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Measuring by deliverable

Using a Kanban approach and a task board like Trello, managers can measure how many deliverables each team member is producing, and see a visual representation of where delays happen most often.

In many teams, work is completed by one party before being sent to another. Like an assembly line, each item must be completed before it can be handed off for the next set of tasks.

In the modern workplace, this example can describe the process of producing content for a company blog:

  • The idea is generated by a writer, editor, or company leader
  • Keyword research is conducted by an SEO
  • A writer writes the content
  • An editor edits the content
  • A graphic designer adds images
  • The editor inputs the content to a CMS and schedules it for publishing
  • A social media experts promotes the content

Each step must be completed before the next can occur. Using a Kanban board, each task has its own card, and each team member has his/her own lane for tasks to be passed into and out of. At the end of a week, month, or year, the deliverables completed can be counted to measure progress toward goals.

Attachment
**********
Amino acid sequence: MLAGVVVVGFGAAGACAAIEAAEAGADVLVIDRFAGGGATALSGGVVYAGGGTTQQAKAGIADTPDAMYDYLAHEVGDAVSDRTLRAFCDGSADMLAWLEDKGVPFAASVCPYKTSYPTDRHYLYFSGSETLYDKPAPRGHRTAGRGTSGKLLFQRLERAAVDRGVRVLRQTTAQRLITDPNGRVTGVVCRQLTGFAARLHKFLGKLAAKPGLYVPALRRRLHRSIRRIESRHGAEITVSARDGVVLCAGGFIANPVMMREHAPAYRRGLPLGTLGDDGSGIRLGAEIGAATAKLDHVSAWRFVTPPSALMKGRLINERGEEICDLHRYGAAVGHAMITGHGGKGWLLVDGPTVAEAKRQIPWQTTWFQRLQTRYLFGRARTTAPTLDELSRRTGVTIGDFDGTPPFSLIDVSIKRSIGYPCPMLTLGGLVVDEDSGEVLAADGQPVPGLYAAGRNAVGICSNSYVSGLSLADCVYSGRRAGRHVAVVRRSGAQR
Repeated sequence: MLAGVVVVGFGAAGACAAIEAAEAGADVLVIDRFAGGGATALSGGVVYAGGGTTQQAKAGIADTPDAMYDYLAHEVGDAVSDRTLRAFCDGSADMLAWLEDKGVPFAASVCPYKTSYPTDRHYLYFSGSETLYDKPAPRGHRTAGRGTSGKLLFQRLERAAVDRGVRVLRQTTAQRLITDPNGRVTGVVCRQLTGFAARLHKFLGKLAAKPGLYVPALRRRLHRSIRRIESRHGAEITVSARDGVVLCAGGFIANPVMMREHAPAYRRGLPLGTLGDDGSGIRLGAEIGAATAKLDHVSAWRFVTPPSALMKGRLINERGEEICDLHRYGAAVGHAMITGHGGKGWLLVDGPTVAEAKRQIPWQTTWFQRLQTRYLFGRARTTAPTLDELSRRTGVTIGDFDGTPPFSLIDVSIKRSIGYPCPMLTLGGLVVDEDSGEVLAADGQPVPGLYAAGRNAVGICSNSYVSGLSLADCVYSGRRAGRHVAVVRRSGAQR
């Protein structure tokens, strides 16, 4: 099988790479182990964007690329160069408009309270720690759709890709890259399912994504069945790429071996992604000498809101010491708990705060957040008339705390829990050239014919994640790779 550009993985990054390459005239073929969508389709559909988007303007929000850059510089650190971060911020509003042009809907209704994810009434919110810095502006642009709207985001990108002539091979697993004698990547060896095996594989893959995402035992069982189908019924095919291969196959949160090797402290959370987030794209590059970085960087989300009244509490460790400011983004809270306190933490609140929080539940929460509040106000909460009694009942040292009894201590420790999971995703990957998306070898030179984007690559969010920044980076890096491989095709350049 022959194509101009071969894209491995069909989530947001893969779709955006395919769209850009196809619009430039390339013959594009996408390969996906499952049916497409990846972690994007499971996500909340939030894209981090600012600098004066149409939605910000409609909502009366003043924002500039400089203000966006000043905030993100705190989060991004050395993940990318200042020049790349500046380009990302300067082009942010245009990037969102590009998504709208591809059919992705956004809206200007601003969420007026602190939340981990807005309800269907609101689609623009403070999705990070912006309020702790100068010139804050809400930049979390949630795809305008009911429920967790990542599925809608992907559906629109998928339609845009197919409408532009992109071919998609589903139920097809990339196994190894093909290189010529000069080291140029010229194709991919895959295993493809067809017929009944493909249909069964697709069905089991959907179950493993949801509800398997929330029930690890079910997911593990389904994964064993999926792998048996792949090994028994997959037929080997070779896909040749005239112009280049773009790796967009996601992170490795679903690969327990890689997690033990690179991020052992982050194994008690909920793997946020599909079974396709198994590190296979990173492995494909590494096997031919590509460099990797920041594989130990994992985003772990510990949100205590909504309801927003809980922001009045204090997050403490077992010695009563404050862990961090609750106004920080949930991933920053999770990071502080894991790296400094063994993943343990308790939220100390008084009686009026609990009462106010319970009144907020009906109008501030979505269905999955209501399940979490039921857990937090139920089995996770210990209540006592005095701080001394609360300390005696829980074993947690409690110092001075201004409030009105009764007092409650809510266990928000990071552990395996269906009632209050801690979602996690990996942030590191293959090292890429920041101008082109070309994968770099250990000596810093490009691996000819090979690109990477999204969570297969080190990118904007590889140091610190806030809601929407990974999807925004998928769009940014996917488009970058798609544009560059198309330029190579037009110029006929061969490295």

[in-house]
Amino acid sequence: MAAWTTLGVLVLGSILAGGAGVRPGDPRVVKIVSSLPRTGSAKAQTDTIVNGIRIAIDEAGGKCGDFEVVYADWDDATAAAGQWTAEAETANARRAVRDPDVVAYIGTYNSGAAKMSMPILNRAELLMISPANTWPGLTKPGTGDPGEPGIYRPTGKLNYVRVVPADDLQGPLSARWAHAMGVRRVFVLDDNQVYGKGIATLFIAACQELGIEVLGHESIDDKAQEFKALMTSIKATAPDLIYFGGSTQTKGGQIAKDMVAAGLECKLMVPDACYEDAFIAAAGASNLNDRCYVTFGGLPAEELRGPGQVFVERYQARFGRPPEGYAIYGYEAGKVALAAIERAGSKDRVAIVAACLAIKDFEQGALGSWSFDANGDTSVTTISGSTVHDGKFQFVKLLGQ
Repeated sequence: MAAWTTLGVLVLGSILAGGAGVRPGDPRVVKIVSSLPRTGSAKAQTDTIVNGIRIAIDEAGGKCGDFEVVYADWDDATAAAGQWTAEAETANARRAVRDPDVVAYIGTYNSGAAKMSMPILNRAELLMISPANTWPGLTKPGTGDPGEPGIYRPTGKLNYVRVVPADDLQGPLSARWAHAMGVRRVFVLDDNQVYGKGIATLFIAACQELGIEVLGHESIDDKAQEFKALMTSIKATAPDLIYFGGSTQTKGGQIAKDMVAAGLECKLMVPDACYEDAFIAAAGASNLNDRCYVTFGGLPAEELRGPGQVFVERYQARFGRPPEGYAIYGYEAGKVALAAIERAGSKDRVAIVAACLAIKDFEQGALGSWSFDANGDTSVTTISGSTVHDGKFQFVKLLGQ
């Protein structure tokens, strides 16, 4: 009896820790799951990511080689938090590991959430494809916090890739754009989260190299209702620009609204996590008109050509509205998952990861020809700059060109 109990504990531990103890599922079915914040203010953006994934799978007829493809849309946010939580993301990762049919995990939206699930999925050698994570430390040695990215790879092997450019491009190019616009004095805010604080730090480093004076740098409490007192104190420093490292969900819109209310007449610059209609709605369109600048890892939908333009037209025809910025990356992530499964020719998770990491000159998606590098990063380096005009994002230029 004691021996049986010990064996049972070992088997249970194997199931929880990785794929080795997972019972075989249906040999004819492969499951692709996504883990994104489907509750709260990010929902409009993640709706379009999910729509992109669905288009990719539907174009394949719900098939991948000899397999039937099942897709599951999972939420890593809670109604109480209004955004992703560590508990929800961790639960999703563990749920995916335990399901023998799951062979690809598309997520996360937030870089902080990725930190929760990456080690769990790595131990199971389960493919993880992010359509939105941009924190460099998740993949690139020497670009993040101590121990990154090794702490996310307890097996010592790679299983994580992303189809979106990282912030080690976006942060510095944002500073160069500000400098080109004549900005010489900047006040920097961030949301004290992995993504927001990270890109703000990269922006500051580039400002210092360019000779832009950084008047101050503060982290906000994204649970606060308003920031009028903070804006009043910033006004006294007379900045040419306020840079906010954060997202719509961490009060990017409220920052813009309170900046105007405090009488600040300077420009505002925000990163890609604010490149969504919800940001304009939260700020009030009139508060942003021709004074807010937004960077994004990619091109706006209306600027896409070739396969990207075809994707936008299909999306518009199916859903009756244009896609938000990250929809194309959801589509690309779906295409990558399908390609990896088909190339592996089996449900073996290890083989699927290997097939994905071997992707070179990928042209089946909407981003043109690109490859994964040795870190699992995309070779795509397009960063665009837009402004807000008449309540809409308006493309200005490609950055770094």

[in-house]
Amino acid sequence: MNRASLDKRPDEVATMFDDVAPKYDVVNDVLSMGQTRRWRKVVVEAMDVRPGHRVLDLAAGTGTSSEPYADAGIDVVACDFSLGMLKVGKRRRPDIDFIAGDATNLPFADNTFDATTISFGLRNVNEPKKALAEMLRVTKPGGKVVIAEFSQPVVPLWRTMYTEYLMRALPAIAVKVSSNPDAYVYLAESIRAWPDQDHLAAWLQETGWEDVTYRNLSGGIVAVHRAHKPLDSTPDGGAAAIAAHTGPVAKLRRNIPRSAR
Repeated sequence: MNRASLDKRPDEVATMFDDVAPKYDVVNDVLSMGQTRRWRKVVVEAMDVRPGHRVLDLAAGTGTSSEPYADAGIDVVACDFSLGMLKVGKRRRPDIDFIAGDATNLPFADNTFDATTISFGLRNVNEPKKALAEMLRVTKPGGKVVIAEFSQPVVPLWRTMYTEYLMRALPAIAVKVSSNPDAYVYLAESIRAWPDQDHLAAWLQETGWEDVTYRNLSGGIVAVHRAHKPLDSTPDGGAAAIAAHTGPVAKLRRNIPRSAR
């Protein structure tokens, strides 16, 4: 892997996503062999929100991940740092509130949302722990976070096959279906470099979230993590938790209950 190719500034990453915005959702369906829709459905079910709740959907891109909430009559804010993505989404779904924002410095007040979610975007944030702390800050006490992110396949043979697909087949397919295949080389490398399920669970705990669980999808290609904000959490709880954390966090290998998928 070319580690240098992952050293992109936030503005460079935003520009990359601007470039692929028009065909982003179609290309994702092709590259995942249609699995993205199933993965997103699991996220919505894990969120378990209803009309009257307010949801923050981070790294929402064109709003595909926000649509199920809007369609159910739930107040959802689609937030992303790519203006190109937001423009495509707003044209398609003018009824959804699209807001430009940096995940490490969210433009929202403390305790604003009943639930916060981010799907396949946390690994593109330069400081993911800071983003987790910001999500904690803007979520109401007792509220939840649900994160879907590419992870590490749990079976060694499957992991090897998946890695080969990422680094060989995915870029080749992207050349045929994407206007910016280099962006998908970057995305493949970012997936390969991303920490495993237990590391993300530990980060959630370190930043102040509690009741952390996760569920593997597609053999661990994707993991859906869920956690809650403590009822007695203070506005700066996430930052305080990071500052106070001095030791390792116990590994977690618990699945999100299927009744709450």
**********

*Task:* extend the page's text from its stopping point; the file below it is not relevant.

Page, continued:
But the real benefit of the Kanban approach is that it allows managers to identify where tasks are commonly being delayed. If most lanes have one card in them, but one lane—say the design lane—has five cards in it, there could be a capacity problem (in this case, with your designer).

He may be disengaged, or he may just have more work than he’s capable of doing. Knowing this allows you to solve the problem by hiring more design help or finding a more appropriate role for the disengaged designer.

Measuring by objectives

Unclear and misaligned expectations is one of the biggest demotivating factors for employees. By connecting performance and productivity to company goals, employees can begin to understand how their day-to-day work impacts the overall business.

In this method, managers and teams sit down with a list of annual company goals, and together they brainstorm achievable and realistic ways for their team to make progress toward or support those goals.